Assembly Teaching: Assembly Discipline (1)

The subject of assembly discipline (or chastening) is a sensitive but scriptural topic. It needs to be taught and practiced with godly fear, wisdom, and guidance from applicable scriptures. Elders will apply these appropriately in individual cases as they arise.

All assembly discipline is done with a definite purpose in mind. This includes restoration of the offender, preservation of the purity of the assembly (Gal 5:9), a warning and instillation of fear in those observing, clearing the Name of the Lord Jesus Christ, and clearing the testimony of the assembly.

Assembly discipline includes an “internal” form, in which the believer remains in fellowship but is chastened, and also a form in which the believer is excommunicated with a view to later restoration after repentance has occurred. The following brief outline seeks to delineate these.

INTERNAL FORMS OF DISCIPLINE: Assembly Fellowship Maintained

1. Restoration of one overtaken in a fault – Gal 6:1

This person has suddenly and unexpectedly fallen into sin. He is to be restored with continuing care by one who acts cautiously and in meekness. Would this not apply to a young believer who found himself in a drinking establishment or at an immoral movie?

2. Correction of a personal offender – Matt 18:15-20

A man has committed a trespass (sin) against his brother. The offended person approaches the one who has sinned and tells him his fault. If confession is made, the issue is settled. If, however, the offending brother will not hear, two or three witnesses are brought along. If again the brother refuses to confess, the matter is brought to the church and excommunication is carried out. This could be applied to a believer who slanders, lies to, or deceives another.

3. Withdrawal from one who:

    A. Wont work – II Thess 3:6-14; I Thess 5:14; I Tim 5:8

In Thessalonica there were those who were idle and unwilling to work because the Lord was coming. In doing so they were stirring up trouble by propagating their ideas. These were to be noted and isolated by refusing to participate in the behavior. The idler was to be shamed but still treated as a brother. Today it is still true that everyone who can possibly work should provide for his own physical support or be treated the same way.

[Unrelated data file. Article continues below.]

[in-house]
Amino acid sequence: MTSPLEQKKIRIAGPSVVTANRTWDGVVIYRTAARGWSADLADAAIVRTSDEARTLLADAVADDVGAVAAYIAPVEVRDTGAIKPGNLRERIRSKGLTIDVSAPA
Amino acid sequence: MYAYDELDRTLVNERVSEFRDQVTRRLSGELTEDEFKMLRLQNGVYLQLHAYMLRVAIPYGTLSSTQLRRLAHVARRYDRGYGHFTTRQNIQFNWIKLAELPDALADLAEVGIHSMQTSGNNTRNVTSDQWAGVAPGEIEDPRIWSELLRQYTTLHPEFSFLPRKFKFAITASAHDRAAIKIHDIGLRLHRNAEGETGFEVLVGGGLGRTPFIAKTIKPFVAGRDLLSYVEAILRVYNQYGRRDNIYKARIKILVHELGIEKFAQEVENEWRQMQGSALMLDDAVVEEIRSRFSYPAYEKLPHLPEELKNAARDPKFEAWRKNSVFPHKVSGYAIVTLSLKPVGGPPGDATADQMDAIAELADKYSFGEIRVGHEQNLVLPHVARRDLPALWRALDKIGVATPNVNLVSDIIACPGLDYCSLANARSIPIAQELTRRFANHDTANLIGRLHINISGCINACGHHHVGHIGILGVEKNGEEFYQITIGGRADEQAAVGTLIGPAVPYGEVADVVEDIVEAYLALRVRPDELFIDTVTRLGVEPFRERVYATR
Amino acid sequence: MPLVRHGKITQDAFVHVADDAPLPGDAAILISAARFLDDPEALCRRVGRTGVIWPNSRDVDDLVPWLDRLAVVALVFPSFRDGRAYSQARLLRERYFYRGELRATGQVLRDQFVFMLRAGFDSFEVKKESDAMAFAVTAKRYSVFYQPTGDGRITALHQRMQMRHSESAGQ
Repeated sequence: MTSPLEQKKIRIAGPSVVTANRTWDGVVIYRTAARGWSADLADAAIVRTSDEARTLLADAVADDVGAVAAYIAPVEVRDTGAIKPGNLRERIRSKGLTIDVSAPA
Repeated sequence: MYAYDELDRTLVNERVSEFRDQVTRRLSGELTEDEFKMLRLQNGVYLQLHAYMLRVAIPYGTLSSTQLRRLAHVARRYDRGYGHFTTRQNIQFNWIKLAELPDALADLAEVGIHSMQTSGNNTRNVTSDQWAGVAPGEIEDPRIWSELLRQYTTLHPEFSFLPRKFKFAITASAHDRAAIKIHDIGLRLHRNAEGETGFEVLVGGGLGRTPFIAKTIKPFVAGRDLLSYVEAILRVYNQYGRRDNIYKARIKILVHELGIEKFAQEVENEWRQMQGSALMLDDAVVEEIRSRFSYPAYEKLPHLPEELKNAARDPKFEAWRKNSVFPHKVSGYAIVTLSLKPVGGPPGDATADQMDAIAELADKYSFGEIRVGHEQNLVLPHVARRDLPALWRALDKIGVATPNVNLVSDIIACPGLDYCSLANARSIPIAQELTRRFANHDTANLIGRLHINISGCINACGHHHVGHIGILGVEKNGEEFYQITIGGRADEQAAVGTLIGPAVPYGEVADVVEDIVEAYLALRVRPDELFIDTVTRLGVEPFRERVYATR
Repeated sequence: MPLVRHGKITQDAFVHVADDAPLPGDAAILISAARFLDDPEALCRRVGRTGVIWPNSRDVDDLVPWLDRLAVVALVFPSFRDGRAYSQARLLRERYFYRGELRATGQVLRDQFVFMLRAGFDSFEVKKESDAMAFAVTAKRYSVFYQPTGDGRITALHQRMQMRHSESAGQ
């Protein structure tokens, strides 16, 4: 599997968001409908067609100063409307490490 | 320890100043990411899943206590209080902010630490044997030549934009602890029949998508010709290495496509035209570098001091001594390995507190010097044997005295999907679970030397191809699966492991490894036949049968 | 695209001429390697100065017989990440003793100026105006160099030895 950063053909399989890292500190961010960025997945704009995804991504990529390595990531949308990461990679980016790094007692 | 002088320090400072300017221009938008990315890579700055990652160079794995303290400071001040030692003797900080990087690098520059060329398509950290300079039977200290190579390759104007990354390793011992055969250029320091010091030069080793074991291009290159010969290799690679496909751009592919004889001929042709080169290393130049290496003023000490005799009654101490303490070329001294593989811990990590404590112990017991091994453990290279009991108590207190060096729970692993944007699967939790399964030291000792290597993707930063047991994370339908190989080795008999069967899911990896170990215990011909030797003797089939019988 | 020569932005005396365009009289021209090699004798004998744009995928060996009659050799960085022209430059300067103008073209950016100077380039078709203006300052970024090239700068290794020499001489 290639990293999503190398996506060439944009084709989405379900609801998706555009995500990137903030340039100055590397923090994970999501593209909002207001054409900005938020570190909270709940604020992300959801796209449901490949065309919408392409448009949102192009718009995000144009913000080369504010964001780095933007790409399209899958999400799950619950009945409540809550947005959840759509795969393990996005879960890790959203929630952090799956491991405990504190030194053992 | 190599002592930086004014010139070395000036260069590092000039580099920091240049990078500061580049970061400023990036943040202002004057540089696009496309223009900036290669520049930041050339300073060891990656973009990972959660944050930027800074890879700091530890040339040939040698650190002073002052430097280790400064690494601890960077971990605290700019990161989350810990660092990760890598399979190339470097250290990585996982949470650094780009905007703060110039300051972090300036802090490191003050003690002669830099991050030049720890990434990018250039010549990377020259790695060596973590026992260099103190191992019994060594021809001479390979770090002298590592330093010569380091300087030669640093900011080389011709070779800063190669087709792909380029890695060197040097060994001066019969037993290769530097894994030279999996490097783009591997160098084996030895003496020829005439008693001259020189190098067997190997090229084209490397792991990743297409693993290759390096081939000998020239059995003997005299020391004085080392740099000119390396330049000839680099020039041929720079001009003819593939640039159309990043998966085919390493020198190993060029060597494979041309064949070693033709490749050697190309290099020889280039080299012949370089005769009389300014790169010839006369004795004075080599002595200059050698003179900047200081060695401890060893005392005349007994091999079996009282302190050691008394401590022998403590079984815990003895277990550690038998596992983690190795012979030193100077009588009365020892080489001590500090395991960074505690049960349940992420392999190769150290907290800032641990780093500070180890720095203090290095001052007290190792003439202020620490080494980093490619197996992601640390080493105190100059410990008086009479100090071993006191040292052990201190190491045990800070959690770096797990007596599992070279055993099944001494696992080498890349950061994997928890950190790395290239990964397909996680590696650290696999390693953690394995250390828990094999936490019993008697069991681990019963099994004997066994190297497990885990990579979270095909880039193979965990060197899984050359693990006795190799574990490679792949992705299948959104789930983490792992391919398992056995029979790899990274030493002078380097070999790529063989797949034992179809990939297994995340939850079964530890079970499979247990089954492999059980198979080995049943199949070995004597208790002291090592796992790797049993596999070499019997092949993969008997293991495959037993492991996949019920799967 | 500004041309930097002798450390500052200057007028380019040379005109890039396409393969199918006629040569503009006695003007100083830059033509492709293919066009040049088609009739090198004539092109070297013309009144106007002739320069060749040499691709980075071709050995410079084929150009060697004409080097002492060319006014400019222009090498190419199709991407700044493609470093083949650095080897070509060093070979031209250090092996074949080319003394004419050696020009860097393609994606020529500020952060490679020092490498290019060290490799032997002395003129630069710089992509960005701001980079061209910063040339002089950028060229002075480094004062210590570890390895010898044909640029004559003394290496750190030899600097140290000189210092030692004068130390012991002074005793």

B. Causes division by false teaching – Rom 16:17-18: I Tim 6:3-5

In Rome there were suave men who were using smooth words which did not correspond with apostolic doctrine and practice. The men were to be marked (clearly identified) and avoided. The nave, easily influenced believers were being deceived, and divisions were the result.

Divisions in Corinth (I Cor 3:3) were a result of carnal behavior and the same is true today. Generally, divisions result from proud men, arising in the power of the flesh, who argue and cause strife. Eventually, they draw away from the assembly a faction (Acts 20:30) theyve convinced. May God give us grace to mark and avoid such before they gain a foothold and wreak havoc.

4. Silencing – Titus 1:9-14; 3:10-11

Titus was left in Crete to set in order matters in the assemblies. There he encountered two types of men – 1. Those who were teaching the law and 2. Those who were heretics.

Those teaching the law were entering into homes where they spoke empty words, deceived people, and took their money. Those who responded were to be rebuked sharply and the whole process silenced. This was to be done by overseers bringing the Word of God into the situation, exhorting, and convicting those opposed to the truth (v.9). The Word of God is still living and powerful in similar situations today.

The heretic in Crete was a factious person. He didnt necessarily hold false doctrine but he held and pushed views so strongly that he was out of line (subverted – 3:11). Persistence would have led to a sect (clique) being formed. The person was to be warned twice; then if he persisted he was to be rejected. Restraints would have to be placed on his activity in the assembly, including his ability to speak. Today there are those with strong opinions about prophetic interpretation or matters such as unleavened vs. leavened bread for the Lords Supper. If their views are pushed to the extreme they could become heretics and be disciplined in the same way.

5. Public Rebuke – I Tim 5:19-22.

Much of the biblical teaching regarding elders came from Paul to Timothy. In this section he states that any charge against an elder required two or three witnesses, the standard for scriptural justice. The sin was then confirmed and publicly known. It had to be dealt with without any prejudging or partiality (v. 21). This required public rebuke before the assembly and resulted in others in the assembly being brought into a state of fear. The elder would need to step down. Not dealing with the matter meant that others were partaking of his sin (v 22). The entire process can apply to any activity which mars an overseers qualifications (I Tim 3:2-7; Titus 1:6-9). An outburst of physical violence, a shady business deal, or domestic abuse could precipitate public rebuke against the man.

Undoubtedly this portion (“them that sin, rebuke before all”) is applicable to other situations. A person falsely accusing an elder would need to be publicly rebuked. It has been applied to a believer who knowingly marries an unsaved person, going against godly counsel. It has also been applied to a believer who gets drunk on one occasion without doing so repetitively

To be continued.